The OSHA General Industry standards don’t specify minimum light levels for most work areas. However, OSHA can issue citations if inadequate lighting puts employees at risk.
In 2016, OSHA cited an employer for exposing employees to hazards in areas without adequate lighting. Specifically, OSHA claimed that employees worked around and between moving equipment and trucks with insufficient light, and in some cases no light. OSHA cited the General Duty Clause and referenced ANSI/IESNA RP-7-01, Recommended Practice for Lighting Industrial Facilities.
A handful of General Industry regulations mention lighting, but they don’t always provide a specific level of illumination. For example, 1910.37 requires that exit routes be “adequately lighted so that an employee with normal vision can see along the exit route.”
Similarly, the forklift standard at 1910.178 says that if general lighting is less than 2 lumens per square foot, then forklifts must have directional lights.
OSHA does list minimum lighting levels in the Construction standard at 1926.56. Although it does not apply in General Industry, it does offer good guidelines. That standard requires at least five foot-candles for indoor areas such as warehouses, hallways, and exit routes.
More light is needed in shop areas, workrooms, and indoor toilets, where the standard requires at least 10 foot-candles. And for offices or first-aid stations, the Construction standard requires at least 30 foot-candles.
To put things in perspective, small night lights for residential use provide 15 to 20 lumens. The forklift standard mentions 2 lumens, which is only a fraction of the light from a night light. In other words, its pretty dark.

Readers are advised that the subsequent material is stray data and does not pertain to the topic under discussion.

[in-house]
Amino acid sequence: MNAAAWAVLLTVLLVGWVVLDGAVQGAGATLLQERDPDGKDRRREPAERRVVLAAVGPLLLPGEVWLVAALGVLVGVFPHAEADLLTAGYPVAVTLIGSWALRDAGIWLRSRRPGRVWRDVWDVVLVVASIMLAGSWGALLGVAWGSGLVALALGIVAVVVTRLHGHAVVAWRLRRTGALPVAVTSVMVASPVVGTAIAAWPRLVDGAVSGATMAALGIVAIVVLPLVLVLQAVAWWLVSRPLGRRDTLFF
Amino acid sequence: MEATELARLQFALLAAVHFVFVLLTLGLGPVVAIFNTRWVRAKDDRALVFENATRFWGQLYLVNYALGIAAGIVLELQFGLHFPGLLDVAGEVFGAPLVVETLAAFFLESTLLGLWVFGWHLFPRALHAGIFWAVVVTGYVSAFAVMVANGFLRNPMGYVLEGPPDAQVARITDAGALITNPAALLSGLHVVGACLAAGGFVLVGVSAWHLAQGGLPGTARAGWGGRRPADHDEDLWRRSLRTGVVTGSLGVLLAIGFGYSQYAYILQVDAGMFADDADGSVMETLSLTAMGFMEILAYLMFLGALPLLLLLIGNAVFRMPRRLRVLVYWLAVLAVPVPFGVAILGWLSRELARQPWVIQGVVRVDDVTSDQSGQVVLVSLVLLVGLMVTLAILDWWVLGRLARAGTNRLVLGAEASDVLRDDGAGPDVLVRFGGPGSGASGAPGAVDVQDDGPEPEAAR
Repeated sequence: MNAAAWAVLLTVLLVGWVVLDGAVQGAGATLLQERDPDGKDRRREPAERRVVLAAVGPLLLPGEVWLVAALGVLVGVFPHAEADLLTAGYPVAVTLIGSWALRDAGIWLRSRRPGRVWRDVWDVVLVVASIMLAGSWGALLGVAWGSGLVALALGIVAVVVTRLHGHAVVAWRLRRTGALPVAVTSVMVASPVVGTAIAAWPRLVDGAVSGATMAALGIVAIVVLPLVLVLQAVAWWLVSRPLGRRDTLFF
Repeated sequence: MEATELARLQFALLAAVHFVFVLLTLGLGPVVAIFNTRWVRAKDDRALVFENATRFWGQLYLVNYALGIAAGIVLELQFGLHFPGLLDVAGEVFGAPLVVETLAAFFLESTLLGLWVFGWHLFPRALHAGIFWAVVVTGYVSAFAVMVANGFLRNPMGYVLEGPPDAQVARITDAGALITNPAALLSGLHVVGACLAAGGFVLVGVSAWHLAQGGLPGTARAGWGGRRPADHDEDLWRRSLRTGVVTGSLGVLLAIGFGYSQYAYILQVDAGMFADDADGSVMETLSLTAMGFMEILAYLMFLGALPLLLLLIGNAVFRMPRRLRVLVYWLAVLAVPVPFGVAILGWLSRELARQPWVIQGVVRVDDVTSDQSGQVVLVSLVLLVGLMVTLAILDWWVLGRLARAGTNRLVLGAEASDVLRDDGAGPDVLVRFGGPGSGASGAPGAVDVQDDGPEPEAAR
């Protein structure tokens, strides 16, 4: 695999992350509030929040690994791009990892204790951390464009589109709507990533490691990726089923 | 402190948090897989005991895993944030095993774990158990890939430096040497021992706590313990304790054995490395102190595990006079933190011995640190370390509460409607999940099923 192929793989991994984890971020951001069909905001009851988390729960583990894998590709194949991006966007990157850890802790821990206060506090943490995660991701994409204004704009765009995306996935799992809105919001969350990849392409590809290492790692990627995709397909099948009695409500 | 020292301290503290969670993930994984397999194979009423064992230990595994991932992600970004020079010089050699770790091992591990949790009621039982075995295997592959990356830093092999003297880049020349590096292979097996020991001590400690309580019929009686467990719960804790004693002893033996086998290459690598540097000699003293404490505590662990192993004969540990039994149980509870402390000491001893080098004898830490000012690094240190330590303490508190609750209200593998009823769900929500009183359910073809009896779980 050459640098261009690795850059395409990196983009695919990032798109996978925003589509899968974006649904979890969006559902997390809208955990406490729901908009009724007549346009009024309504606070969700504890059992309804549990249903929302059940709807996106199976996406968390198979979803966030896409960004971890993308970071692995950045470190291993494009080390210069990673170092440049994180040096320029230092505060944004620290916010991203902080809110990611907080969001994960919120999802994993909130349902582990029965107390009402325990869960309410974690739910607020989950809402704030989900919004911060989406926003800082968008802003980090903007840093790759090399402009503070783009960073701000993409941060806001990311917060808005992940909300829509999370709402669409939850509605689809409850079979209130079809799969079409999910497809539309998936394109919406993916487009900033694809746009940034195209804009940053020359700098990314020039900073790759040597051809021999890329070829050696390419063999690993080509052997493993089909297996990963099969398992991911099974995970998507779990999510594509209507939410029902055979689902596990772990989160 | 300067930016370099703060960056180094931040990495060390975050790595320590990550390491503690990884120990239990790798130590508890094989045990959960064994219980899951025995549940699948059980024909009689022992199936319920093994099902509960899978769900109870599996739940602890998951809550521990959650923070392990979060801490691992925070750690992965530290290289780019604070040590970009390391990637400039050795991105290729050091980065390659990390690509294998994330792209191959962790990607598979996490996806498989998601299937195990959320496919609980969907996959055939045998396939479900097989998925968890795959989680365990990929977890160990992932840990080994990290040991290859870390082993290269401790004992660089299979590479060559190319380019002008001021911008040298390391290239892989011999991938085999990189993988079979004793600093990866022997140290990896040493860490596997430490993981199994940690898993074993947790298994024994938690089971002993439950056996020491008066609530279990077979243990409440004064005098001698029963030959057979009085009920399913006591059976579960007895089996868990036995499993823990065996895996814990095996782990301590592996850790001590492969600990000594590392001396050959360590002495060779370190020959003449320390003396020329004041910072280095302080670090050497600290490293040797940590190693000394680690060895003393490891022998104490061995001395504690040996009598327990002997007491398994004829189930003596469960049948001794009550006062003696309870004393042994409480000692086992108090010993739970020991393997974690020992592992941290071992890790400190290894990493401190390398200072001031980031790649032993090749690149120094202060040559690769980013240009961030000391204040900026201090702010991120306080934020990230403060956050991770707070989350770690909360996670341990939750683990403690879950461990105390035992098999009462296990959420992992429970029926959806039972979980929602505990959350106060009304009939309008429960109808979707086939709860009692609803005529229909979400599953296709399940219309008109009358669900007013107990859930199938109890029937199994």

A foot-candle is equal to 10.76 lumens. Therefore, five foot-candles would be about 54 lumens, which is more than most night lights, but well under the 450 lumens produced by a 40-watt incandescent bulb.
Although employers could obtain meters to measure light levels, if you can see normally, you probably have enough light. And if the light level is questionable, you probably need more light, even if a meter showed levels above the recommended minimum.
Insufficient light can increase the risk of injury because employees are unable to clearly see hazards. In work areas, dim light can cause eye strain or even headaches. But too much light can also cause problems like glare from reflective surfaces.
Employers should also consider the distribution of light and the relative illumination levels. For example, a work area should be brighter than the surrounding area; otherwise, the work area seems dim by comparison. Using task lighting can help with this.
Directional lights can throw illumination a good distance, and can be useful outdoors, but they can also create dark zones outside the illuminated area. This can cause safety issues because workers in the dark zone might not be visible to others. It can also cause security issues, since criminals could hide or lurk in the shadows.
Lighting should be sufficient to see normally, but not so bright that it causes glare or squinting. Since the eyes need time to adjust between higher and lower light levels, illumination should be properly distributed and consistent, without excessively bright or dark zones. Good lighting is essential for safety, security, and for avoiding OSHA citations.
Conducting self-audits can identify potential OSHA violations, but could also discover hazards that aren’t specifically addressed by OSHA, like illumination levels. The Audits feature in the J. J. Keller® SAFETY MANAGEMENT SUITE provides numerous ready-to-use checklists to help identify safety concerns. Performing self-audits allows employers to identify and eliminate hazards before anyone gets hurt.